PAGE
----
Preparing for the rising tides

Flood damage could exceed EUR 11 billion a year in Europe by 2080, a study released by the European Commission recently warned, while the number of people affected by droughts could increase sevenfold, and coastal damage from sea level rise could triple. The southern region of Central Europe, where damages could rise from the present EUR 2 billion/year up to EUR 5.2 billion/year and Southern Europe, which would also experienced a considerable increase in damages totaling up to EUR 1.3 billion/year are among the most potentially affected regions under the simulation scenarios used in the EC study.

In addition, if no significant measures are taken to control the climate change, Europe would probably have to bear the loss of about 200,000 lives a year.

The weather events from 2014 in the Central and South-Eastern Europe seem to prove the EC's estimations, despite their openly declared high degree of approximation. In the end, this reality may be confirmed sooner than expected.

In May, an unusually heavy rainfall led to substantial floods in Serbia, Bosnia-Herzegovina and Croatia. Damages and economic losses amount to around EUR 2 billion in Bosnia and Herzegovina and EUR 1.5 billion in Serbia. Three months later heavy rains poured again over western Serbia and in central and northern Bosnia, damaging roads, bridges and hundreds of homes. Total loss for the two countries was estimated at some EUR 3.5 billion.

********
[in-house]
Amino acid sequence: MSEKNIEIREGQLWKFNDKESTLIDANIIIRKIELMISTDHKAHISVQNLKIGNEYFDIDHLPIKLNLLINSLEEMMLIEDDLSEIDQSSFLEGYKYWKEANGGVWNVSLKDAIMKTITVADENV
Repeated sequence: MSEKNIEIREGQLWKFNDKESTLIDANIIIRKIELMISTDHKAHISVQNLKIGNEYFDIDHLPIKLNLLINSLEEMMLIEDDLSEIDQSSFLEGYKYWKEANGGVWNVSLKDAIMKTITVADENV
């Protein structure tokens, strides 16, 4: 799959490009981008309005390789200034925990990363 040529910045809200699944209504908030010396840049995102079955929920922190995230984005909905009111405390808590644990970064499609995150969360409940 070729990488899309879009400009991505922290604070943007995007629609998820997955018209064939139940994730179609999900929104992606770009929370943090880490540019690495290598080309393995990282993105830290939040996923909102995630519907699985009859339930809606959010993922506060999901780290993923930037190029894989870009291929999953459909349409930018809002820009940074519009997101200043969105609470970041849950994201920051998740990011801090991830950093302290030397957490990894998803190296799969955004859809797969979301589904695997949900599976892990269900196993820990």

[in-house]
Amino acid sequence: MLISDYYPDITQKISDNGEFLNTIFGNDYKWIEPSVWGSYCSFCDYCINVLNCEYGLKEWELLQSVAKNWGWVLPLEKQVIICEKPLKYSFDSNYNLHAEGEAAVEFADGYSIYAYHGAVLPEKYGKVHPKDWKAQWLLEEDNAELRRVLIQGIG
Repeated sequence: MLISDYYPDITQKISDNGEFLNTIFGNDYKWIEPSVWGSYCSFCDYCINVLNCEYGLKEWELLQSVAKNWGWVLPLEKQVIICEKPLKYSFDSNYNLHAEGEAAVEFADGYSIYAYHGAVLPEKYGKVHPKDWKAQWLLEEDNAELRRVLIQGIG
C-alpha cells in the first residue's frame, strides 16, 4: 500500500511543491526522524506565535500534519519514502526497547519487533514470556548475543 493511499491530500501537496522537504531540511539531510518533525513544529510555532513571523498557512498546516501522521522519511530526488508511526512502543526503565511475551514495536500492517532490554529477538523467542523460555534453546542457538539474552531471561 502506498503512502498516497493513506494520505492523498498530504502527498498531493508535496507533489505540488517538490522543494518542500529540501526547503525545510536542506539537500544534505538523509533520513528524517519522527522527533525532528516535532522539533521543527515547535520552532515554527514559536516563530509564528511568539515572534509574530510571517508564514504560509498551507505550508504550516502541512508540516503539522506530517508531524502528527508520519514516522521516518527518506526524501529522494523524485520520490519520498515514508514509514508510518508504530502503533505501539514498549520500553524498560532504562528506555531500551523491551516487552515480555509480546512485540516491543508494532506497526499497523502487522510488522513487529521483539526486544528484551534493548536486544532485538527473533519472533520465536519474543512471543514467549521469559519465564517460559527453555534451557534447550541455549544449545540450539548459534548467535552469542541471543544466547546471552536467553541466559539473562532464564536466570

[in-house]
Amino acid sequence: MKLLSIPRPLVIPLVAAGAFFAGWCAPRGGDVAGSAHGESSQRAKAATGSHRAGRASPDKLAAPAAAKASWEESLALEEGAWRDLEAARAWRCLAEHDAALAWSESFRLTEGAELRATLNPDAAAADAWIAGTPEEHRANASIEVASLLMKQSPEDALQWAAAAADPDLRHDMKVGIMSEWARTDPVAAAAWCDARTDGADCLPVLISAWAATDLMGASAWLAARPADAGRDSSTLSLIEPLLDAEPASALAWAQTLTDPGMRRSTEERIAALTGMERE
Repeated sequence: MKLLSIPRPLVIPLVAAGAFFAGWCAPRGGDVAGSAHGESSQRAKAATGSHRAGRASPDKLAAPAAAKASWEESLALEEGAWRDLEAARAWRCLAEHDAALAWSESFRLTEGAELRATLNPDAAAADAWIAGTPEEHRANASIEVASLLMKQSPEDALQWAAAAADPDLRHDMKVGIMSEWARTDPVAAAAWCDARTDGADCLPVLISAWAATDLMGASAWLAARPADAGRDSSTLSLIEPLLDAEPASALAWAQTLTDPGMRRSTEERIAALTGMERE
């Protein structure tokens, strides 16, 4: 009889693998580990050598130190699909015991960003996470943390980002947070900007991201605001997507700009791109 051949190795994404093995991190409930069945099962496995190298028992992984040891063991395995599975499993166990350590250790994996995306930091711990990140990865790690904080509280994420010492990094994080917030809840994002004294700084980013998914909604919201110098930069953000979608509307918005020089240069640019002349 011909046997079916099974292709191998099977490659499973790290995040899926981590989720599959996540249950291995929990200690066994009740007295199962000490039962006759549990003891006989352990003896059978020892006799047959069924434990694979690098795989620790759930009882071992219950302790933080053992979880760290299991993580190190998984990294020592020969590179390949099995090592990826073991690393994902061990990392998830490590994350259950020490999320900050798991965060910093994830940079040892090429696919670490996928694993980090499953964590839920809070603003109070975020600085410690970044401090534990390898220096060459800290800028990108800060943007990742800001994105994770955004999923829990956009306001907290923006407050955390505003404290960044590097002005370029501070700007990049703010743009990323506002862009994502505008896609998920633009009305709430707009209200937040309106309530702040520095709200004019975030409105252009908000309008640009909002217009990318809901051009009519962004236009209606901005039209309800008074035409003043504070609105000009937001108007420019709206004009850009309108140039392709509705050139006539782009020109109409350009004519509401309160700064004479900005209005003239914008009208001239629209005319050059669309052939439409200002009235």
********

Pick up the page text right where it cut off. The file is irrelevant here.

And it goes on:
The torrential rainfall and floods that hit Bulgaria by mid June have significantly affected the country as beside crops and homes, there were reported large infrastructure damages and significant losses in the seaside touristic area, potentially reducing the number of tourist for the following months. "Tourism accounts for about 10% of Bulgaria's GDP," stated a Bulgarian official. One month later an unprecedented hail storm hit the Bulgarian capital city Sofia, also causing significant losses.

The other countries in the region also experienced severe floods, with significant losses both in terms of property damage and human lives.

Still, despite the increasing risk of floods and storm damage, not to mention the other catastrophic risks, property insurance in the region remains at a low penetration rate. Even in Hungary, the country with the highest rate of insured homes in the region, 75%, the number of home insurance contracts decreased by almost 100,000 over the last three years, falling below 3 million.

Thus, it is worth asking ourselves, which is the current status of the property insurance business in the region and which are the perspectives? We will make the first attempt to answer this question in the forthcoming inaugural issue of the XPRIMM Property Report (FY2013 - CEE, SEE & CIS) which will be officially launched on October 8th, at the XIth International Catastrophic Risks Forum in Bucharest.

Keep in touch!

Daniela GHETU

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